Gucci Mane has a hit on the books charts with unvarnished autobiography


Gucci Mane’s decision to offer an unvarnished glimpse into his roller coaster life in “The Autobiography of Gucci Mane” is one of the smartest in his rehabilitated career.

After its first week of release, the book from the Atlanta rapper and writer Neil Martinez-Belkin sits at No. 24 on the Amazon Best Sellers list. It’s also No. 11 on the site’s Most Sold and Read through its own services (Kindle,, and, unsurprisingly, No. 1 in books about rap and hip-hop.

In the current Publisher's Weekly ranking, Mane's autobiography is No. 7 among the Top 10 nonfiction books.

Last week, Mane visited a Barnes & Noble in Manhattan for a book signing ( and was heckled by anti-fur activists , whom he calmly ignored), but according to the book’s publishing rep, he has no other events planned.

If you haven’t spent time with Mane’s unflinching recap of his life – his early years of running drugs to Alabama, the numerous arrests that often overshadowed his musical output, his crippling addiction to “lean,” the three-year sentence at the U.S. Penitentiary in Indiana , almost losing his love, Keyshia Ka’oir (they’re now engaged) – it’s worth the dive.

Mane (born Radric Davis) and Martinez-Belkin unspool some of the most traumatic incidents in the rapper’s life with vivid detail and sharply recalled conversations. But what is most impressive is Mane’s obvious self-reflection. This exercise might have started as a way to share his life with fans, but readers can sense as Mane comes to realizations about what he lost – and how much more there was and is to lose.

In one passage he says, “I was spending money like it was never going to stop coming. Why would it? Some nights I was making ninety thousand dollars. I was pulling in sixty thousand at these stadium shows, like Hot 97’s Summer Jam or Hot 107.9’s Birthday Bash, and then I’d do an after-party and bring in another thirty thousand. I had songs all over the radio. The royalty checks were flowing. It never occurred to me that any of this could be temporary.”

As it should be, the Atlanta rap scene is highlighted as Mane – who gets his nickname from his father, the original “Gucci Mane” – delves into his ongoing beef with Jeezy, describes working with his “go-to producer” Zaytoven and Mike Will Made It and shouts out to the ascension of 2 Chainz and Future.

Of working with Mike Will on his 2012 mixtape, “Trap Back,” Mane says, “Mike Will has me feeling like this s*** is a job sometimes. Recording is supposed to be fun, and re-doing verses and ad-libs is not my idea of a good time. It’s not something I typically do. But when we were working on ‘Trap Back,’ I could tell that Mike Will wanted to see me come back and win just as bad as I wanted it. He knew what time it was.”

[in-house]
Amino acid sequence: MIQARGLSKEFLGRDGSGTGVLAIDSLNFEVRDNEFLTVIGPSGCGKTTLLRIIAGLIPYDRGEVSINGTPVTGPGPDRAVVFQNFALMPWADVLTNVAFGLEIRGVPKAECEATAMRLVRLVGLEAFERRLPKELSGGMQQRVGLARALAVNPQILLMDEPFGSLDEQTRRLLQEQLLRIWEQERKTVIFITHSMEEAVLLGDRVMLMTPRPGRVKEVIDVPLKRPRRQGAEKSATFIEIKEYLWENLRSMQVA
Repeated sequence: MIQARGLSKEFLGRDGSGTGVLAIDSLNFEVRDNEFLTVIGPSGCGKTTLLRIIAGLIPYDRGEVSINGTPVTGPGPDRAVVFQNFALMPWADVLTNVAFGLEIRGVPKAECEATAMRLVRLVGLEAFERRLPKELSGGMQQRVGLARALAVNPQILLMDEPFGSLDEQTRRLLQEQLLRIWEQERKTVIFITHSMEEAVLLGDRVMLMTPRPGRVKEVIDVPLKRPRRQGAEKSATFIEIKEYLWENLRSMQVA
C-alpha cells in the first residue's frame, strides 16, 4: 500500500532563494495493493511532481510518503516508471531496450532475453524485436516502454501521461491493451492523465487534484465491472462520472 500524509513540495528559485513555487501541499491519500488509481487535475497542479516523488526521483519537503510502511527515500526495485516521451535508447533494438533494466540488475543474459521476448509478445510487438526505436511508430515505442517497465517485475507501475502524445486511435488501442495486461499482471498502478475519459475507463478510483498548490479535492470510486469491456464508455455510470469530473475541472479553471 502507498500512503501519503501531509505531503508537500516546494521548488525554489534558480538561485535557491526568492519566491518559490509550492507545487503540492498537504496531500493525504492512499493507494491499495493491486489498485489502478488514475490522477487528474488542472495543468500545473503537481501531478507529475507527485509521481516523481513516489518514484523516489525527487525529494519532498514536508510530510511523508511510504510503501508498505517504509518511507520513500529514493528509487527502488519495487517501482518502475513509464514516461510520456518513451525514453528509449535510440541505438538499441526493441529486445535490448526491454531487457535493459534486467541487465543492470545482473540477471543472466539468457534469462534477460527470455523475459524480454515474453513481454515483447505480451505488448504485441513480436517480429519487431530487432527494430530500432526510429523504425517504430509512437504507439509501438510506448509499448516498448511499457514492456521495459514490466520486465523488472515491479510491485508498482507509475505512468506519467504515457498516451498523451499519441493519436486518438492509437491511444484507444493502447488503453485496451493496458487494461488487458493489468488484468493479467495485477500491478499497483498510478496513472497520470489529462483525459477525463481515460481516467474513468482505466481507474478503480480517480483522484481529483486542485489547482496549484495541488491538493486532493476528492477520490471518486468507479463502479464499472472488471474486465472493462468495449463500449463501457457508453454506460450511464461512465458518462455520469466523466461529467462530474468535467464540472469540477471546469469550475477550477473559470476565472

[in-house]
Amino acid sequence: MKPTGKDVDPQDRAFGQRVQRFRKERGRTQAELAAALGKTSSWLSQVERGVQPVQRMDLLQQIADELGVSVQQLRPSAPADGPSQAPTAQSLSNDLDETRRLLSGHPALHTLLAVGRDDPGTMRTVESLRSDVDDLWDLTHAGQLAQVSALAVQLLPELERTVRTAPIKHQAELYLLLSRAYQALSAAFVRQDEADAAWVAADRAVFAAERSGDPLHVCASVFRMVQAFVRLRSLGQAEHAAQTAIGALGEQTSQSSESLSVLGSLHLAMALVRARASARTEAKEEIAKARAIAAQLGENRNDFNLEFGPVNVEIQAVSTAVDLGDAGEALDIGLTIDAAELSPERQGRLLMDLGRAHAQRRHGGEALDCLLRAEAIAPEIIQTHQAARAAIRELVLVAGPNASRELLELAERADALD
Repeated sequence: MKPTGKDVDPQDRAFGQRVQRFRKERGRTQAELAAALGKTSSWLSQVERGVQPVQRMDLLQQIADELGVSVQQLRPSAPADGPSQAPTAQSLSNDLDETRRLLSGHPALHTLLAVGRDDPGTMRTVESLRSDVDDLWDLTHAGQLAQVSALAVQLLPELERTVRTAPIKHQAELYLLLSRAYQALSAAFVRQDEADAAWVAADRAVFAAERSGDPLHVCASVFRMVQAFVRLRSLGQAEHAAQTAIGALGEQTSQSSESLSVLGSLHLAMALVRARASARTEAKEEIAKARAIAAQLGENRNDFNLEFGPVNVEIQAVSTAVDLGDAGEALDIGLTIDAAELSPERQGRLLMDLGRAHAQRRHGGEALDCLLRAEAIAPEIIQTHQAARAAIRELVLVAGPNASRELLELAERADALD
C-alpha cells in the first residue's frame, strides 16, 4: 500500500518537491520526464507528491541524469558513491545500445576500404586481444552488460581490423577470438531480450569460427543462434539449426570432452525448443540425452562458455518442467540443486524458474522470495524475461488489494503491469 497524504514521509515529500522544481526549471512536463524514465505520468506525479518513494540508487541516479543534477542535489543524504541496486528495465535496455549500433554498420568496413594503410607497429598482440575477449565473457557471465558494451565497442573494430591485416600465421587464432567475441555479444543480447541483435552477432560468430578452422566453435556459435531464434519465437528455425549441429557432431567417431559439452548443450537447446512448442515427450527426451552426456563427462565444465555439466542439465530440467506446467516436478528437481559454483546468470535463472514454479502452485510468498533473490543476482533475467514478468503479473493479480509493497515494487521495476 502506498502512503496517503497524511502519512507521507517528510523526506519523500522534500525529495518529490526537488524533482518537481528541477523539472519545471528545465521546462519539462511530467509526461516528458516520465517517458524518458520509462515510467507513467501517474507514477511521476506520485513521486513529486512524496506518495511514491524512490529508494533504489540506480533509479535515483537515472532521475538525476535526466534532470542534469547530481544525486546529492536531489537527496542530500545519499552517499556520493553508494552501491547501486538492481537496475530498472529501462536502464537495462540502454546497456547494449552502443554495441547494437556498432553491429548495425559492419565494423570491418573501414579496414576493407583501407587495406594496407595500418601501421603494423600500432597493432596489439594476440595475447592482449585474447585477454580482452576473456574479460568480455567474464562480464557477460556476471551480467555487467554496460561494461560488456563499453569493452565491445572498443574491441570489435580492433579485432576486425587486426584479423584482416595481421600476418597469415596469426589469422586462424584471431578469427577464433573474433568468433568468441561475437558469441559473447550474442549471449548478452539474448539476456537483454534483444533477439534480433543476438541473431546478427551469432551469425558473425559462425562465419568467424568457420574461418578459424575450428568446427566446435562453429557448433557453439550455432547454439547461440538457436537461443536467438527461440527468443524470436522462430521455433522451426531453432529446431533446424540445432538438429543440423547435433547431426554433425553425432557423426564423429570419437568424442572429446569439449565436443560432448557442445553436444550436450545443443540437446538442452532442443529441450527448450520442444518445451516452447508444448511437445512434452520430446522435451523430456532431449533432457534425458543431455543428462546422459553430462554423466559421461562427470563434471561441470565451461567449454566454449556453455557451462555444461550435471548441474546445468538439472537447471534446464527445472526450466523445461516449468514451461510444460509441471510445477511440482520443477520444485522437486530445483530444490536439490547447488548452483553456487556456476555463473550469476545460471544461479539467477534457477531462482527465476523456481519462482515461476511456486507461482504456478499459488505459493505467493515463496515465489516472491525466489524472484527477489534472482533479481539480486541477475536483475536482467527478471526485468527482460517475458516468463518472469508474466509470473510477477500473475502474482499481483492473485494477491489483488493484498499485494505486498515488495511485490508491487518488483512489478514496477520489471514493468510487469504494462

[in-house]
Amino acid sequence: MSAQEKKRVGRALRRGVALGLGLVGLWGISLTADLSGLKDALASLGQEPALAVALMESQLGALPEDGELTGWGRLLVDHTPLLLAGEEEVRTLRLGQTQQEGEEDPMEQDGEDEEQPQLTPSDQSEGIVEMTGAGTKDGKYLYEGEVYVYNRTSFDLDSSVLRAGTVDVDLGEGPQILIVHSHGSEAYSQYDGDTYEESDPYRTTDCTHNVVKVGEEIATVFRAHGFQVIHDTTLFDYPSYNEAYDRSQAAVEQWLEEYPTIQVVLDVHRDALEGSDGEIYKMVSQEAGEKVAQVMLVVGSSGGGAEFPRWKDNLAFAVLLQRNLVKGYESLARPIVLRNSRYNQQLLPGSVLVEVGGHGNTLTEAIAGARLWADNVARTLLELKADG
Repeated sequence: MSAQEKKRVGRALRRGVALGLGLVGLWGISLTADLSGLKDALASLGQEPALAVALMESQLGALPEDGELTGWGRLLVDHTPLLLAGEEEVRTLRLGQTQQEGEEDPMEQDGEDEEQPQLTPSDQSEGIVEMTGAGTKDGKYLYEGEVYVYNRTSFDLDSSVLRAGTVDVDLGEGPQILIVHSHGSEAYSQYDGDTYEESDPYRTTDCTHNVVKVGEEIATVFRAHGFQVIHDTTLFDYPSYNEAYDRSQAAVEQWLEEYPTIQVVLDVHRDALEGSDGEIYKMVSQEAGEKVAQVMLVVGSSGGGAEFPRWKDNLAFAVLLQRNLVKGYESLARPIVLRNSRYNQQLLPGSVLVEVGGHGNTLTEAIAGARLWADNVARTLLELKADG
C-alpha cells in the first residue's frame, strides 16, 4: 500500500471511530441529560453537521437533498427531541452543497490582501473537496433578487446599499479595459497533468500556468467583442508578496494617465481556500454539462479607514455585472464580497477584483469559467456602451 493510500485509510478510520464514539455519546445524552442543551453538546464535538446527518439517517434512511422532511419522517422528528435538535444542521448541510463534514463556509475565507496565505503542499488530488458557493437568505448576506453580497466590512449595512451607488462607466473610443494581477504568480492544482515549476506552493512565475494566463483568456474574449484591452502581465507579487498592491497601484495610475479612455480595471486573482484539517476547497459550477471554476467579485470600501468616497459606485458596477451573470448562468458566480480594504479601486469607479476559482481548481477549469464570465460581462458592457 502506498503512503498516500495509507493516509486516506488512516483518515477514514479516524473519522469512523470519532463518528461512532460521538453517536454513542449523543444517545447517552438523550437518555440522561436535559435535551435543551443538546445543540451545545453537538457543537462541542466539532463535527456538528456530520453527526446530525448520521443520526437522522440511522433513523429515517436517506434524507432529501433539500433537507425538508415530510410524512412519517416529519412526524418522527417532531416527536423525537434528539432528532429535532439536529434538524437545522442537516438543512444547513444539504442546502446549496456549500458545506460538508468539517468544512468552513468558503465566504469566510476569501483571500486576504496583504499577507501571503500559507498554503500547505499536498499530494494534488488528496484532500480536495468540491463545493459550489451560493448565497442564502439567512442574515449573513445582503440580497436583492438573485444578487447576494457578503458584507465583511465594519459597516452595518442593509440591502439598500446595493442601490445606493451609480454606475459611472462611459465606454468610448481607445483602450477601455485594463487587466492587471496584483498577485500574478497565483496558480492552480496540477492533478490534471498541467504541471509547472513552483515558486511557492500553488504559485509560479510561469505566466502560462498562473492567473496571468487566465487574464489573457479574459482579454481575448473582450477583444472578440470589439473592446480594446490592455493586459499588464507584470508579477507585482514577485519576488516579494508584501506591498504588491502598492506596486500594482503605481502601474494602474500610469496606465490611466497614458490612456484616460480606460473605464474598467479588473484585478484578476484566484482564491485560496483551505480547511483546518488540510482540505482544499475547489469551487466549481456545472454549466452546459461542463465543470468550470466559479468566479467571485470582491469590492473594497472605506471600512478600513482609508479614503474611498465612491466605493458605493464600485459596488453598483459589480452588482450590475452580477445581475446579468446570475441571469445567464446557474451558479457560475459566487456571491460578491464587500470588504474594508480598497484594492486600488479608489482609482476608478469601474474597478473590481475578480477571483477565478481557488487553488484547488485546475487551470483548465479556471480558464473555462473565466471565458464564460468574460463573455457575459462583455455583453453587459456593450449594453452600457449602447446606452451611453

After spending three months at Jackson State prison in Georgia for a probation violation (an experience that included lice shampoo and rats “the size of cats”), Mane was released to find that 2 Chainz – whom he’d known for 15 years – and Future – a newcomer to Mane – were the new kingpins on the scene.

It became an easy collaboration among the three after Mike Will Made It recruited Future and 2 Chainz to hop on Mane’s song, “Nasty,” and a new respect manifested between Mane and Future.

Future, Mane says, “was certified Zone 6, so that made me even more inclined to work with him. Also I liked what a studio rat this dude was. I recorded every day but I also hit the clubs at night and enjoyed myself. Future didn’t leave the studio. All he did was record.”

After Mane’s release from federal prison in 2016, the image-reconstruct began immediately. He lost a ton of weight, produced a successful homecoming concert at the Fox Theatre (with surprise guests Drake and Future), was featured in a major profile in the New York Times and, with fiancée Ka’oir, signed in for a reality show on BET to highlight their upcoming wedding (reportedly Oct. 17 at 10:17 a.m.).

The date “The Autobiography of Gucci Mane” arrived also marked his final day under probation – two years earlier than scheduled.

Perhaps it is a new chapter, indeed.

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